Enrile’s privileges | Inquirer Opinion

Enrile’s privileges

/ 12:49 AM August 21, 2015

The decision of the Supreme Court granting Sen. Juan Ponce Enrile provisional release upon payment of a P1-million cash bond was released late Thursday morning, allowing the most prominent suspect in the billion-peso pork barrel scam to leave the Camp Crame hospital where he had been detained and to return to the Senate.

When the outcome of the decision was announced on Tuesday, a lawyer for the former Senate president eagerly announced that Enrile was ready to reassume his Senate duties immediately. “He’s really into law,” counsel Eleazar Reyes said, by which he must have meant that the senator—the only politician who has been active in Philippine politics since the 1960s—was raring to get back to lawmaking.


We can understand the bravado that accompanied this statement. There are political and personal reasons for saying that, after the yearlong distraction of detention, Enrile was only focused on work.

But Enrile had been given the privilege of hospital arrest on account of his advanced age and various ailments. The idea that he can go straight back to work after several months in the Philippine National Police General Hospital is jarring; if he can go to work right away, perhaps he didn’t really need to be confined in the hospital in the first place.


There wasn’t even an attempt on the part of Enrile or his lawyers to pretend that he will spend substantial time at home or in a place of his choosing to recover from the ordeal of his detention; it’s as if, when the happy news spread after the decision was announced (it was the second Supreme Court ruling favorable to him in as many weeks), the reasons Enrile used to enjoy the privilege of hospital detention were forgotten.

A farce!, people commented on social media. And who can blame them? Isn’t it only fair to conclude that Enrile, apparently fit to report to work immediately, used the privilege of hospital detention to his personal advantage?

The decision of the Sandiganbayan, made on Tuesday, to open its offices the following day, a holiday in Quezon City, may have been made out of good intentions, but in fact it was just another privilege freely extended to favor Enrile.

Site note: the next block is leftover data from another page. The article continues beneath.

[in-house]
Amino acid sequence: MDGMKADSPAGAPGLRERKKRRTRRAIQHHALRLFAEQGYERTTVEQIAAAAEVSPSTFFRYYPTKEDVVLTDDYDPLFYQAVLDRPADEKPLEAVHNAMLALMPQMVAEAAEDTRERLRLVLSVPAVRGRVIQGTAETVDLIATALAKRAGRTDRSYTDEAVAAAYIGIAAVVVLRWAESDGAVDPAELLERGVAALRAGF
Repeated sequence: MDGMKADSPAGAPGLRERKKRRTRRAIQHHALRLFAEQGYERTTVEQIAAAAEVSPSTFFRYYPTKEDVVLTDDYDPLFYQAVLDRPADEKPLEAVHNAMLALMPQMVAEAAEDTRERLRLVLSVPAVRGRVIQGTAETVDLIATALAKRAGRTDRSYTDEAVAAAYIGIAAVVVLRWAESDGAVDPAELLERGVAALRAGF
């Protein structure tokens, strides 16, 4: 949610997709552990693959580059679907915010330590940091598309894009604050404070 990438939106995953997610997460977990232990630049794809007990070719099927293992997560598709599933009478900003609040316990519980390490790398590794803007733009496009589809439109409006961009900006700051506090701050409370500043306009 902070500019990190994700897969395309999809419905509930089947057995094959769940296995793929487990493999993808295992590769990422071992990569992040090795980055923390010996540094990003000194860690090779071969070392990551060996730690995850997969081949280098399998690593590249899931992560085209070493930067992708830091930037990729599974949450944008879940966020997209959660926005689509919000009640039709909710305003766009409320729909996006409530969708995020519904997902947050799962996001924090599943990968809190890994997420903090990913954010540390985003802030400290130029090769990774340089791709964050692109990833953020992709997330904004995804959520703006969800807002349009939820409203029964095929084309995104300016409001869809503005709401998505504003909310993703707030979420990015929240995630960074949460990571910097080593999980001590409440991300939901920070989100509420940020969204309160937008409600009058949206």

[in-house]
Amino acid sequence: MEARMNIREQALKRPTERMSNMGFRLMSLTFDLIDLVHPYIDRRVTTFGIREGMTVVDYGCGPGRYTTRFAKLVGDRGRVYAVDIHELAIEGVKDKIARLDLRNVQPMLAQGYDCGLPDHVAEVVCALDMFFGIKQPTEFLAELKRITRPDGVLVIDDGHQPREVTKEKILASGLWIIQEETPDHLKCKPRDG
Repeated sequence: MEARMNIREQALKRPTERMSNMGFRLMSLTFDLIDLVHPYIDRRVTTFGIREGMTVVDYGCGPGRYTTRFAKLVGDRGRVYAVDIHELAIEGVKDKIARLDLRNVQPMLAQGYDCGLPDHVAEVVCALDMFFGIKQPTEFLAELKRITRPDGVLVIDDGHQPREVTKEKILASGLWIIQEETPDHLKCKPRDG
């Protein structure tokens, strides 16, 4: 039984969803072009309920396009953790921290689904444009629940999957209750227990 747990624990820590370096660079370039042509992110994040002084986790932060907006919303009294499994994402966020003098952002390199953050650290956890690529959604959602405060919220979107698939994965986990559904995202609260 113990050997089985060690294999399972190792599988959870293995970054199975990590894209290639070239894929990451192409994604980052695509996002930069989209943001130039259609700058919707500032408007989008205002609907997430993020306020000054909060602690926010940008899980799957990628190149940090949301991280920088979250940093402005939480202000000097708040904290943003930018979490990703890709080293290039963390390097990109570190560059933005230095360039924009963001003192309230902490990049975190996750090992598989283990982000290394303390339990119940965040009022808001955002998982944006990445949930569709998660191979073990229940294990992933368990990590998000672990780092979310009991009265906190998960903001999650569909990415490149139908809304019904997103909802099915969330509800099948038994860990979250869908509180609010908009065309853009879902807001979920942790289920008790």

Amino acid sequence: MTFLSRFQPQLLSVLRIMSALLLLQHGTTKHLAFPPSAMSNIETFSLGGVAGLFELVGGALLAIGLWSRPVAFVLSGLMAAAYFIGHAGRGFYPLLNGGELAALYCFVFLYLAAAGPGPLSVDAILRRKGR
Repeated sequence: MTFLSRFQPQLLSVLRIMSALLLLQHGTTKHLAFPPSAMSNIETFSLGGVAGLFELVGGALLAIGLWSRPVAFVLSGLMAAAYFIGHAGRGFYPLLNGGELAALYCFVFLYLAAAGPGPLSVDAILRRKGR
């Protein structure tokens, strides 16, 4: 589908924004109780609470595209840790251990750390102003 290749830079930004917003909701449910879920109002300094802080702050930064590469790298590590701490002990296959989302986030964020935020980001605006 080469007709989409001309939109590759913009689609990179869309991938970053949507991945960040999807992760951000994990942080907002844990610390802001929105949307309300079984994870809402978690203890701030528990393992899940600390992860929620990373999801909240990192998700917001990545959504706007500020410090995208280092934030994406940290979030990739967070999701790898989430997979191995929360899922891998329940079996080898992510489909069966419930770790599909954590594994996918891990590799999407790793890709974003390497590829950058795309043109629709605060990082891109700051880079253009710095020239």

Courts as a rule are not open on holidays and weekends; the fact that the Sandiganbayan offered to disregard the holiday, in case the Supreme Court decision was released on Wednesday, can be understood as a courtesy. We should not allow a person who has been released from detention, even though only provisionally, to spend a minute longer behind bars. But: Would that all our courts were as solicitous to those accused who are not wealthy senators from powerful families.

The high court’s decision to grant Enrile’s petition—to post bail for the nonbailable offense of plunder—accepts the senator’s argument that at 91 he cannot be considered a flight risk, and that the charges he faced “cannot be considered a capital offense” because, even if he is found guilty, his age and the fact that he voluntarily surrendered would mean that he cannot be meted the maximum penalty of life imprisonment.

It is interesting to note that, even before the high court released copies of its ruling, Enrile’s fellow senators already hailed the decision as trailblazing. For instance, Sen. Francis Escudero told a TV network: “This is a seminal and precedent-setting decision on the right to bail given the unique theory used by Senator Enrile.”

It is certainly unique, because the heart of Enrile’s case lies not in emphasizing his old age and frail health but in challenging the very concept of prima facie evidence, the cornerstone of our prosecutorial system: One of only two exceptions allowing the accused to post bail even in nonbailable crimes involves the presence of “strong evidence of guilt.” Enrile’s challenge is that the evidence can be found strong (or not) only by the court, and only after the prosecution has finished presenting its evidence.


In this view, no person accused of capital crimes can be detained on the basis of a prima facie finding of “strong evidence of guilt.” It has to be the court to make the determination.

This is legal acrobatics pure and simple—and yet another example of the readiness of solicitous government institutions to offer Enrile and others like him favor, courtesy, privilege.

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TAGS: Juan Ponce Enrile, plunder, pork barrel scam, provisional release
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